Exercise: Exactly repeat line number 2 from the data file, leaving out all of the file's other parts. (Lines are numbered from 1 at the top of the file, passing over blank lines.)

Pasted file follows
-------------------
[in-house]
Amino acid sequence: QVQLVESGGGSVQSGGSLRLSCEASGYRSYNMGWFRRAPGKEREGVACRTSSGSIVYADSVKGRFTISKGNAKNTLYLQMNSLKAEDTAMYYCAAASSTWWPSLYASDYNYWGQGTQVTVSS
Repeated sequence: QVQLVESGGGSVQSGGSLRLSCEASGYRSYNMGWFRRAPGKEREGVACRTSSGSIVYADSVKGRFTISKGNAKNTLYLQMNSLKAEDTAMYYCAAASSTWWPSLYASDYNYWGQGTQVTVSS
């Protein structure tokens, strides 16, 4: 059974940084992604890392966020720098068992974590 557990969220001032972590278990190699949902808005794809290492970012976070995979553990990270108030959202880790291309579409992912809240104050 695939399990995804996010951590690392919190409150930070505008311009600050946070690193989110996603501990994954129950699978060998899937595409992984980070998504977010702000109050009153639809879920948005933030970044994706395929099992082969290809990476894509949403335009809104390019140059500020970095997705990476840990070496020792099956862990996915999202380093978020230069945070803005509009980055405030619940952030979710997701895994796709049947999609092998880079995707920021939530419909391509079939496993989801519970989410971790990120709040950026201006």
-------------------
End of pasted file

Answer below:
Amino acid sequence: QVQLVESGGGSVQSGGSLRLSCEASGYRSYNMGWFRRAPGKEREGVACRTSSGSIVYADSVKGRFTISKGNAKNTLYLQMNSLKAEDTAMYYCAAASSTWWPSLYASDYNYWGQGTQVTVSS